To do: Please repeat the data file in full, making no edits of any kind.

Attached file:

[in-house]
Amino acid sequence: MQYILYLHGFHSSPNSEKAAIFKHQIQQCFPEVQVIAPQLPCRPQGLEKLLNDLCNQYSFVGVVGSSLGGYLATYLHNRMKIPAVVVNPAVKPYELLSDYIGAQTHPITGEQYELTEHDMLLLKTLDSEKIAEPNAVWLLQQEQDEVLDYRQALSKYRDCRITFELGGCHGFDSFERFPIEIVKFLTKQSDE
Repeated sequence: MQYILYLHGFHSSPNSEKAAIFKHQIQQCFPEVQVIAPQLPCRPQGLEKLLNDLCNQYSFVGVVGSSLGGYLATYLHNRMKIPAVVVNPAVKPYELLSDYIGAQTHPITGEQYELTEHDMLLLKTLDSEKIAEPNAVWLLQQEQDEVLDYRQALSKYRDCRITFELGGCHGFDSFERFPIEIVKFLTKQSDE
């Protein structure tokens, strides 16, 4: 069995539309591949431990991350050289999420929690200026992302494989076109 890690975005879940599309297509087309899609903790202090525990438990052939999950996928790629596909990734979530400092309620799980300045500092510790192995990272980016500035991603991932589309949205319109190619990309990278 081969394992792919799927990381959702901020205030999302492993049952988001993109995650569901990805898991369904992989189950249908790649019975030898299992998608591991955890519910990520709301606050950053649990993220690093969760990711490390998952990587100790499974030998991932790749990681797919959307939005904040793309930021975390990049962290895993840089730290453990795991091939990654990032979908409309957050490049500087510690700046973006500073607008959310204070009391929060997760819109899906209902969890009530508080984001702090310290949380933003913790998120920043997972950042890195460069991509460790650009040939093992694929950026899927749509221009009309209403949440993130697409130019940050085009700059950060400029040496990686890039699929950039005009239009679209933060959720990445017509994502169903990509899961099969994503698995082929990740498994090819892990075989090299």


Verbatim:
[in-house]
Amino acid sequence: MQYILYLHGFHSSPNSEKAAIFKHQIQQCFPEVQVIAPQLPCRPQGLEKLLNDLCNQYSFVGVVGSSLGGYLATYLHNRMKIPAVVVNPAVKPYELLSDYIGAQTHPITGEQYELTEHDMLLLKTLDSEKIAEPNAVWLLQQEQDEVLDYRQALSKYRDCRITFELGGCHGFDSFERFPIEIVKFLTKQSDE
Repeated sequence: MQYILYLHGFHSSPNSEKAAIFKHQIQQCFPEVQVIAPQLPCRPQGLEKLLNDLCNQYSFVGVVGSSLGGYLATYLHNRMKIPAVVVNPAVKPYELLSDYIGAQTHPITGEQYELTEHDMLLLKTLDSEKIAEPNAVWLLQQEQDEVLDYRQALSKYRDCRITFELGGCHGFDSFERFPIEIVKFLTKQSDE
């Protein structure tokens, strides 16, 4: 069995539309591949431990991350050289999420929690200026992302494989076109 890690975005879940599309297509087309899609903790202090525990438990052939999950996928790629596909990734979530400092309620799980300045500092510790192995990272980016500035991603991932589309949205319109190619990309990278 081969394992792919799927990381959702901020205030999302492993049952988001993109995650569901990805898991369904992989189950249908790649019975030898299992998608591991955890519910990520709301606050950053649990993220690093969760990711490390998952990587100790499974030998991932790749990681797919959307939005904040793309930021975390990049962290895993840089730290453990795991091939990654990032979908409309957050490049500087510690700046973006500073607008959310204070009391929060997760819109899906209902969890009530508080984001702090310290949380933003913790998120920043997972950042890195460069991509460790650009040939093992694929950026899927749509221009009309209403949440993130697409130019940050085009700059950060400029040496990686890039699929950039005009239009679209933060959720990445017509994502169903990509899961099969994503698995082929990740498994090819892990075989090299």